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  • Notes on Contributors

Jeffrey Einboden is Presidential Research, Scholarship and Artistry Professor at Northern Illinois University, and a prior Fellow of the National Endowment for the Humanities (2014) and the American Council of Learned Societies (2017–2018). A specialist in the literatures and languages of early America and the Middle East, Einboden is the author of several monographs, including The Islamic Lineage of American Literary Culture (Oxford Univ. Press, 2016), The Qur'an and Kerygma: Biblical Receptions of the Muslim Scripture Across a Millennium (Equinox, 2019), and Jefferson's Muslim Fugitives: The Lost Story of Enslaved Africans, their Arabic Letters, and an American President (Oxford Univ. Press, 2020).

Laura Fish is the 2019–2020 Publishing Fellow at the University of Texas Press and is pursuing a career in publishing. She received her PhD in Middle Eastern Languages and Cultures at the University of Texas at Austin, focusing on the distribution of Iranian popular cinema. She has published articles in the journals The Velvet Light Trap and Transnational Cinemas.

Karen Grumberg is Associate Professor in the Department of Middle Eastern Studies and the Program in Comparative Literature at the University of Texas at Austin. She is the author of Hebrew Gothic: History and the Poetics of Persecution (Indiana Univ. Press, 2019) and Place and Ideology in Contemporary Hebrew Literature (Syracuse Univ. Press, 2011).

Henri Justin is a retired professor from the Université d'Orléans, France, and lives in Paris. He has developed a long familiarity with Edgar Allan Poe, devoting three books and twenty-odd articles to his oeuvre. Poe dans le champ du vertige (Klincksieck, 1991) is a study of the tales taking into account the position of each narrator in relation to the "infinite center" that dominates the corpus structurally. Avec Poe jusqu'au bout de la prose (Gallimard, 2009) is an all-round exploration of Poe's exceptional achievement. Edgar Allan Poe, Contes policiers et autres (Classiques Garnier, 2014, paperback 2016) offers a new, in-depth translation of twelve tales with a detailed introduction and notes.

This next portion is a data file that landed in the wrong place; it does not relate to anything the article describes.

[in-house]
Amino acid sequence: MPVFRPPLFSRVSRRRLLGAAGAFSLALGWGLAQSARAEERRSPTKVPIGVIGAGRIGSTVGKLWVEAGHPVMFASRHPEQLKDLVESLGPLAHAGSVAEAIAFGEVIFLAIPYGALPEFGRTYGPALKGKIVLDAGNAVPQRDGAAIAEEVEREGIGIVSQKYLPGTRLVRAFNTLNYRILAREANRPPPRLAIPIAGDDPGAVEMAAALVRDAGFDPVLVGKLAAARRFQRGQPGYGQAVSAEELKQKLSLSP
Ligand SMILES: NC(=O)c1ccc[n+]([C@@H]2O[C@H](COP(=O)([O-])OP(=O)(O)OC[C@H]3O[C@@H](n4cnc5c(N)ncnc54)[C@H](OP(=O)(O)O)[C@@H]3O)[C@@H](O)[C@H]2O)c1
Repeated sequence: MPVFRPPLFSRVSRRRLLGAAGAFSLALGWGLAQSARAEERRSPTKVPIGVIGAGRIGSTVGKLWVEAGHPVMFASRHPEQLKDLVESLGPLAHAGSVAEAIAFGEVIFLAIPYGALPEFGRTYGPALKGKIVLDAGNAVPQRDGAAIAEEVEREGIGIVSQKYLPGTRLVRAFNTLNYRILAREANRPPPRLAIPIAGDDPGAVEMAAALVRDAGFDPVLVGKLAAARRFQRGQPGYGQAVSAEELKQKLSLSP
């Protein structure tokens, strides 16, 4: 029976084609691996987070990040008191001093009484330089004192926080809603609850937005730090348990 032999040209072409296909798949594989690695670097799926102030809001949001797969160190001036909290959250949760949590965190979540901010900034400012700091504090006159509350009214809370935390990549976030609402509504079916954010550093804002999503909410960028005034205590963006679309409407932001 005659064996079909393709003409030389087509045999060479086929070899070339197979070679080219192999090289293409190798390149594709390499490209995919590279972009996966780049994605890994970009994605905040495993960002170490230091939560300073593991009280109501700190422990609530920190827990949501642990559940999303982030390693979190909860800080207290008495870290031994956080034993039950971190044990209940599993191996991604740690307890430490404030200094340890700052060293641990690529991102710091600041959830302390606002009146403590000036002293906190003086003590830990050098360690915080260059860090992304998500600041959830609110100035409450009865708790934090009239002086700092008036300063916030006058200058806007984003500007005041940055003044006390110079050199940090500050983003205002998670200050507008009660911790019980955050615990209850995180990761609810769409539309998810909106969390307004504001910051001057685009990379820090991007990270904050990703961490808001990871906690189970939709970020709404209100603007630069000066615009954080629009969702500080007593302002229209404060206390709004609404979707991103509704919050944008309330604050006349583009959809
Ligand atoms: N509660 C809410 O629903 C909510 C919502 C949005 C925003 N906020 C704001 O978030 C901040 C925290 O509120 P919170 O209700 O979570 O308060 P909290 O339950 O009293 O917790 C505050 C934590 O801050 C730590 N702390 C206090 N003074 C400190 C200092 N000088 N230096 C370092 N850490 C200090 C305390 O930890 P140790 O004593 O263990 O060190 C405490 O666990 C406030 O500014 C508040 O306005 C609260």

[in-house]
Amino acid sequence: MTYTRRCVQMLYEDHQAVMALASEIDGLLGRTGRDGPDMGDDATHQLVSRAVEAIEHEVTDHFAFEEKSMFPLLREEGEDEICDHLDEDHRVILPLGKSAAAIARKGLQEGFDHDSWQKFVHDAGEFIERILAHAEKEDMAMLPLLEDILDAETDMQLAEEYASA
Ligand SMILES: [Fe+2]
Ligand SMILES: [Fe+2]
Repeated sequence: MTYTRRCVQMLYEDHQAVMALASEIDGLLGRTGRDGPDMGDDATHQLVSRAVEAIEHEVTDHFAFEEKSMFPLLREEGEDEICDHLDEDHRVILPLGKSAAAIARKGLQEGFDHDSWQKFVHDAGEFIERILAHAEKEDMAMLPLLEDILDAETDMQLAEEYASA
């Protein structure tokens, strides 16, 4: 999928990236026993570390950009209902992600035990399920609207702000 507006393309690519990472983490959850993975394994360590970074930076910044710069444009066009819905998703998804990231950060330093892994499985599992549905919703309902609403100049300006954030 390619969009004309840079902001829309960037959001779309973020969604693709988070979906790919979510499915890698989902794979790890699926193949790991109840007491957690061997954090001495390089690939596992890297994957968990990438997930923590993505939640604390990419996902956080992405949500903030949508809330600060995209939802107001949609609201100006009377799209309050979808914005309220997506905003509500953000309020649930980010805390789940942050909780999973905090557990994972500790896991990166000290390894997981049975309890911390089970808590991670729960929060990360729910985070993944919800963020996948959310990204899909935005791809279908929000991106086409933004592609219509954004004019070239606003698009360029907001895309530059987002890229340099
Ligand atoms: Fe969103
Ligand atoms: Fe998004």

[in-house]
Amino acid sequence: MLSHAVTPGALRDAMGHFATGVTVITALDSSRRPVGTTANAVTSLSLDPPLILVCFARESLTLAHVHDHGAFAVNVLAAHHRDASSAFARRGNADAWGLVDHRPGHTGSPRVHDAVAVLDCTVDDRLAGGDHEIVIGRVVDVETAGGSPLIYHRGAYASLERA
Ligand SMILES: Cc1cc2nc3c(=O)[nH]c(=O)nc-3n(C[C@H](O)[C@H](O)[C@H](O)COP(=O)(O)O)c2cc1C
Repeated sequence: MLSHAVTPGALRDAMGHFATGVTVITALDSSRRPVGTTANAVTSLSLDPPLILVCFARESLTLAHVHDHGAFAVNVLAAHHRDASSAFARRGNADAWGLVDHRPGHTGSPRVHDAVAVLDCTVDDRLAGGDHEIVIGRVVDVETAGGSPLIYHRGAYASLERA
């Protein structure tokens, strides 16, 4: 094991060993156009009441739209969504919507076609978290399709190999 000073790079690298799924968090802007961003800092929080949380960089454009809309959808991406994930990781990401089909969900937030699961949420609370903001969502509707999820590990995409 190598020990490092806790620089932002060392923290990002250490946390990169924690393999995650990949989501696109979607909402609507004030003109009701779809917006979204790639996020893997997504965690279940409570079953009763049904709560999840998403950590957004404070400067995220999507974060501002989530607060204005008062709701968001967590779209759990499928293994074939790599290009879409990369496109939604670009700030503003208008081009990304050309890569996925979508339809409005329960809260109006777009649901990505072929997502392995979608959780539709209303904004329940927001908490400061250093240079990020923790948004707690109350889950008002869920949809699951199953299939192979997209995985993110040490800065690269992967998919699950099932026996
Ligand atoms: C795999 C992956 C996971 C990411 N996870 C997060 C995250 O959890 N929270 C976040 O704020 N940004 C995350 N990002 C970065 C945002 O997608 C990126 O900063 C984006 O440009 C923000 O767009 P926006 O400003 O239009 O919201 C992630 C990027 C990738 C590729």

Milette Shamir is Associate Professor of English and American Studies at Tel Aviv University, and she is the co-editor of Poetics Today. She is the [End Page 146] author of Inexpressible Privacy: The Interior Life of Antebellum American Literature (Univ. of Pennsylvania Press, 2005) and the co-editor of Boys Don't Cry? Rethinking Narratives of Masculinity and Emotions in the U.S. (Columbia Univ. Press, 2002) and of Bigger than Ben-Hur: The Book, Its Adaptations, and their Audiences (Syracuse Univ. Press, 2015). Her current book project explores the nineteenth-century Holy-Land archive in relation to changing structures of narration and conditions of belief.

Hande Tekdemir is Associate Professor of English in the Western Languages and Literatures Department at Boğaziçi University, Turkey. Her research interests include urban theory and literature, detective fiction, and postcolonial studies. She has published pieces on Walter Benjamin, Edgar Allan Poe, Karen Tei Yamashita, and Latife Tekin, along with a number of articles on nineteenth-century travelogues on Constantinople. She is currently working on a book project about the representation of the Irish Famine in the Victorian novel.

Sergio Waisman is Professor of Spanish and Latin American Literatures at The George Washington University. His book Borges and Translation: The Irreverence of the Periphery has been published in English, Spanish, and Italian. He has translated, among others, The Underdogs by Mariano Azuela (Penguin), three books by the Argentine Ricardo Piglia, and three titles for Oxford's Library of Latin America series. In 2000 he received an NEA Translation Fellowship Award for his work on Piglia's The Absent City (Duke). His translation of the Argentine Juan José Saer's El limonero real [The Regal Lemon Tree] is forthcoming from Open Letter Books. [End Page 147]



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